Putting locals to work in Randolph Center

Senior living community progressing

This article was published in Gifford’s Fall 2014 Update Community Newsletter.

Randolph senior living community

When Gifford conceptualized and received all necessary permits to construct a senior living facility in Randolph Center, it was certain that local people would benefit. The region’s seniors would have a local place for nursing home care, independent living, and one day assisted living.

What wasn’t necessarily known when the project went out to bid in the spring, however, was how many other locals might benefit.

Randolph senior living communityThe crew at W.B. Rogers Inc. is a prime example. The local excavation contractor bid for and won the job to do the site work for the first phase of the project.

The project is the biggest in manager Geoff Gilman’s time with the family business, even trumping the eight miles of Bethel roads the company rebuilt immediately following Tropical Storm Irene.

W.B. Rogers Inc. got its start more than 40 years ago in 1968. Today, three generations work with the company, along with plenty of others. With 16 employees, W.B. Rogers brought on extra staff to work on Gifford’s project, which began in May. “We’ve employed quite a few more people,” Gilman said.

“Everybody who works for us lives in Randolph or a surrounding town, so it’s really keeping the income right here in this area,” added Gilman, whose father Charlie owns the business.

As community members pass by the site on Route 66 in Randolph Center, many have been surprised by the amount of equipment on site. Others have been surprised it’s locally owned. W.B. Rogers, which does jobs from the very small to the very large, owns about two dozen pieces of equipment, from excavators to loaders to backhoes to bulldozers to dump trucks.

Randolph senior living communityWith equipment stored in Randolph and an office in Bethel, Gilman notes a local contractor is also the contractor you know. He’s readily available, has built a reputation through his previous work at Gifford and many other local projects, and works hard to do a good job for his community.

“I take pride in my work. I like to see everything look nice. I treat these jobs like they are my own,” Gilman said.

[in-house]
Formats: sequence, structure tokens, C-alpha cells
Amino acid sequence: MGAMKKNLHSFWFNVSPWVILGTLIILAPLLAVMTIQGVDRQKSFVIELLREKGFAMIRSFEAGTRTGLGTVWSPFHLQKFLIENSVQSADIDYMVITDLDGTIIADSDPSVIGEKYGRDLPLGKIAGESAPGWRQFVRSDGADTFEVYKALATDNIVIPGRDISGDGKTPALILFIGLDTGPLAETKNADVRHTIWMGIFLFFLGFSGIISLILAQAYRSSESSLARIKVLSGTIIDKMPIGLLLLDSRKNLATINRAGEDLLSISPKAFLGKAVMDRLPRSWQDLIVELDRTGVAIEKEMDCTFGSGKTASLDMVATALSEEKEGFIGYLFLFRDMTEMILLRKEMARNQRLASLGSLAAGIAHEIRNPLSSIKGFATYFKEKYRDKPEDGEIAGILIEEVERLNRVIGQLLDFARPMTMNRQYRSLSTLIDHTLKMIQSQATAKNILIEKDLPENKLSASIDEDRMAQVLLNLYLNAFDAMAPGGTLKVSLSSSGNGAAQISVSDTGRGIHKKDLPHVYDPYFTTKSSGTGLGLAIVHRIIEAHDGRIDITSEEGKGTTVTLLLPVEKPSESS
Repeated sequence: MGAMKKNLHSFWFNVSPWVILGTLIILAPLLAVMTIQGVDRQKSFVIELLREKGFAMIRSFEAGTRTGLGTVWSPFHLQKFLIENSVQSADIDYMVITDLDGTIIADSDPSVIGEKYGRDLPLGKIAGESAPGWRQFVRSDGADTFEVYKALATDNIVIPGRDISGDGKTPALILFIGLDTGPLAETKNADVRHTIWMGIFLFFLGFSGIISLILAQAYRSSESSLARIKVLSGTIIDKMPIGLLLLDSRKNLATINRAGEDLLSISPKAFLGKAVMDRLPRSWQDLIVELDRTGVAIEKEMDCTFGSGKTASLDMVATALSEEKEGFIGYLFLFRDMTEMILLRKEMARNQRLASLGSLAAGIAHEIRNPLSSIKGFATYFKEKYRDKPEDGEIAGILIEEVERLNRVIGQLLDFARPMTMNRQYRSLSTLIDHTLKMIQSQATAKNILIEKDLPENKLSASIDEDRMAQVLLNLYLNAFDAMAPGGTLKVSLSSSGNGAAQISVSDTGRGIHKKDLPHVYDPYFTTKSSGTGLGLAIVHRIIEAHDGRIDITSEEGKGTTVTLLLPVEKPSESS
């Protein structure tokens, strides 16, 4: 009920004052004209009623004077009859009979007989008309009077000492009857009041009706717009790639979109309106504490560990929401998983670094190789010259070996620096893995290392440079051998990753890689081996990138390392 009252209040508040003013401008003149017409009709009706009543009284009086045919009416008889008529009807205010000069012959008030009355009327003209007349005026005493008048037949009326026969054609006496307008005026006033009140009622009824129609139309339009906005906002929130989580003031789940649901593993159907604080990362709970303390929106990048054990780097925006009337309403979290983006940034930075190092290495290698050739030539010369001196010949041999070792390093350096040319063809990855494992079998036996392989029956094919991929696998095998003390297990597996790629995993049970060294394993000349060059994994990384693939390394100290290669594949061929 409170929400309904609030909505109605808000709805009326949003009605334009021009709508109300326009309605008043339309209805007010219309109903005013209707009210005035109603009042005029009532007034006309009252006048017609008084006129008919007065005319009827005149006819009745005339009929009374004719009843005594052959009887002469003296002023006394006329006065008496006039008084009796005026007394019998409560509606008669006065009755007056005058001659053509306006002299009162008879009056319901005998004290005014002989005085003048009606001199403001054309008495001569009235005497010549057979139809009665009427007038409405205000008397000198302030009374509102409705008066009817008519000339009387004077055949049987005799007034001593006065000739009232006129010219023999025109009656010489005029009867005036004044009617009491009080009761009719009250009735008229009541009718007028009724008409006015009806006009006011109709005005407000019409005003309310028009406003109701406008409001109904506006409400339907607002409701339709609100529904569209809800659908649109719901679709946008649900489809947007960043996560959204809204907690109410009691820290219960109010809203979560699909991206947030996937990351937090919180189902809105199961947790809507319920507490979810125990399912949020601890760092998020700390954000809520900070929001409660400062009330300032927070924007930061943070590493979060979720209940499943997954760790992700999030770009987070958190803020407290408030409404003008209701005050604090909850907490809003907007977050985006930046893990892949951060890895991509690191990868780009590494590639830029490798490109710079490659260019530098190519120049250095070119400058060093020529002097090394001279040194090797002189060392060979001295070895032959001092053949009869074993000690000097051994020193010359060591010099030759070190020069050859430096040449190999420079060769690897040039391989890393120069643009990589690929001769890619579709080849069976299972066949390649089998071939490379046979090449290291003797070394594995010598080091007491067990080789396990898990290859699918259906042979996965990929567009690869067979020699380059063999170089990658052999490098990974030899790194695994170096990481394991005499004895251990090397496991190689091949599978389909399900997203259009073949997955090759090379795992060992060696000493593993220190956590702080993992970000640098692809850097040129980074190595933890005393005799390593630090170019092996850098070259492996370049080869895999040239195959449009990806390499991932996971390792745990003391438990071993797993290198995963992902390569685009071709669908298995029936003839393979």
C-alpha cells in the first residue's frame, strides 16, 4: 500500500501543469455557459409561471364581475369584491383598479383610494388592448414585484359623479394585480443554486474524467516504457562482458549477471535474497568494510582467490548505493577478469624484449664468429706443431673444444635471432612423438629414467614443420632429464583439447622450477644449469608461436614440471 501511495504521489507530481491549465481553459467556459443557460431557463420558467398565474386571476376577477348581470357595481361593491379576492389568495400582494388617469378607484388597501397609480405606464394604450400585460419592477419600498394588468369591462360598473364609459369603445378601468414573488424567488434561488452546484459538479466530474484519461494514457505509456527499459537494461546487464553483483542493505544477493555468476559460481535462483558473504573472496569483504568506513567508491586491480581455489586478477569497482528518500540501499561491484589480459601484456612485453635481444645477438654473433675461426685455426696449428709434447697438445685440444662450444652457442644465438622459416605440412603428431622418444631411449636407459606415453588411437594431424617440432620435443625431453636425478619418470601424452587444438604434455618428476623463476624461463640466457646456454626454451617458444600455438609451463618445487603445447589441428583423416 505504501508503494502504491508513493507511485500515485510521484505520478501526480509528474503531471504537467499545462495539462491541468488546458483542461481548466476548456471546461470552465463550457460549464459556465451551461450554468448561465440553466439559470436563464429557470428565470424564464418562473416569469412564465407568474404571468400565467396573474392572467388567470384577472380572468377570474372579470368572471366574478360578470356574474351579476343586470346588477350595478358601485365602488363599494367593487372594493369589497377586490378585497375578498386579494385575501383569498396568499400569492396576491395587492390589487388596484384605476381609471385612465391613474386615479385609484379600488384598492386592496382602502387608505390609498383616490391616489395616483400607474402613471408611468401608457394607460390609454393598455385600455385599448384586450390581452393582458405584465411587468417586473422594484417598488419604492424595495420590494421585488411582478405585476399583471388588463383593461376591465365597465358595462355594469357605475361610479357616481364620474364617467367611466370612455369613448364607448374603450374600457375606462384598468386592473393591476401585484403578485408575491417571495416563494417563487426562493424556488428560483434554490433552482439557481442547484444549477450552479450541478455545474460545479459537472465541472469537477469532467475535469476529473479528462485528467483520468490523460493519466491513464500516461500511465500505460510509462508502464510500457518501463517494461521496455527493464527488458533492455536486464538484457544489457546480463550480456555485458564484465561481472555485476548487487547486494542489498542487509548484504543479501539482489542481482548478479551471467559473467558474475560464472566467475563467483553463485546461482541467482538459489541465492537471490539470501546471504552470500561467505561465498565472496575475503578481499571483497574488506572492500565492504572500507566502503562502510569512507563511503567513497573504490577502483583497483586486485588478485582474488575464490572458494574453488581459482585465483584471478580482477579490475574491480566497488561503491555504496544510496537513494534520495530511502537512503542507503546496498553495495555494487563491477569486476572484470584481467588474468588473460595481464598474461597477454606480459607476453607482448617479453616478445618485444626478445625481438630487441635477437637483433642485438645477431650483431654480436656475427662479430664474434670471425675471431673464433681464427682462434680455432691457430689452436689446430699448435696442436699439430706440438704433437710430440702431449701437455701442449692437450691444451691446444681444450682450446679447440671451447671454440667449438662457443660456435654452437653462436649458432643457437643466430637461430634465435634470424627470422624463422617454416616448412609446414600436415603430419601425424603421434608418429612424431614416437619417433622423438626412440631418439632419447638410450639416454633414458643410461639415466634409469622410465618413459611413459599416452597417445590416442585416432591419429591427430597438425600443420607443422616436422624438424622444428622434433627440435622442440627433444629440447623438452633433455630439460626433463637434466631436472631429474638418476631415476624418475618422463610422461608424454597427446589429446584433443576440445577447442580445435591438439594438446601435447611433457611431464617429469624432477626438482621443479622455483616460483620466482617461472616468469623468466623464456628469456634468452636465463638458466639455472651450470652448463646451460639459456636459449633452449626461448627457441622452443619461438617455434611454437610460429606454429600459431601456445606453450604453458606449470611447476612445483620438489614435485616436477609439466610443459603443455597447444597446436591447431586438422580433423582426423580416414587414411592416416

After a long summer in the sun, he’ll also be glad to be done with it. “I was glad to get it. I’ll be glad to finish it,” he said.

W.B. Rogers will be on-site on the property until the ground freezes, finishing some grading and building an access road and then return in the spring for final grading and seeding.

The first phase of the project, which is the reconstruction of Gifford’s 30-bed Menig Extended Care Facility nursing home on the site, is expected to be done by May 2015.

The project began this May. Since then, water and sewer lines, drainage pipes, fire hydrants, light pole bases, and power have all gone in. Concrete has been placed, walls have gone up, and the site is getting ready for a winter of interior work.

Once complete, nursing home residents will move from their current home at Gifford to the new nursing home. The current facility will then be renovated into new industry-standard private inpatient rooms.

Later phases of the senior living community call for first 40 independent living units and then more independent living units and assisted living units to follow.

For Gifford, employing local contractors like W.B. Rogers means supporting not just seniors but the local workforce.

“Gifford is successful when our community is successful. It’s a partnership, and we do try very hard to be a good community partner,” said Gifford Director of Facilities Doug Pfohl.

Gifford Gets Nod from District 3 Environmental Commission on Soils Issue

Proposed senior living community before Randolph Development
Review Board next, final phase of Act 250 filing expected soonsenior citizens

RANDOLPH – In an exciting reversal, the District 3 Environmental Commission on Jan. 3 awarded Gifford Medical Center a long-sought partial approval for a planned senior living community in Randolph Center.
The commission granted Gifford approval on an Act 250 criterion regarding construction on primary agriculture soils, clearing the way for the Randolph-based medical center to move forward with filing for the final phases of Act 250 review next month.

“We’re very happy. This is great news. The favorable ruling by Act 250 will allow us to move forward with one of the most important aspects of the project,” said hospital Administrator Joseph Woodin. Continue reading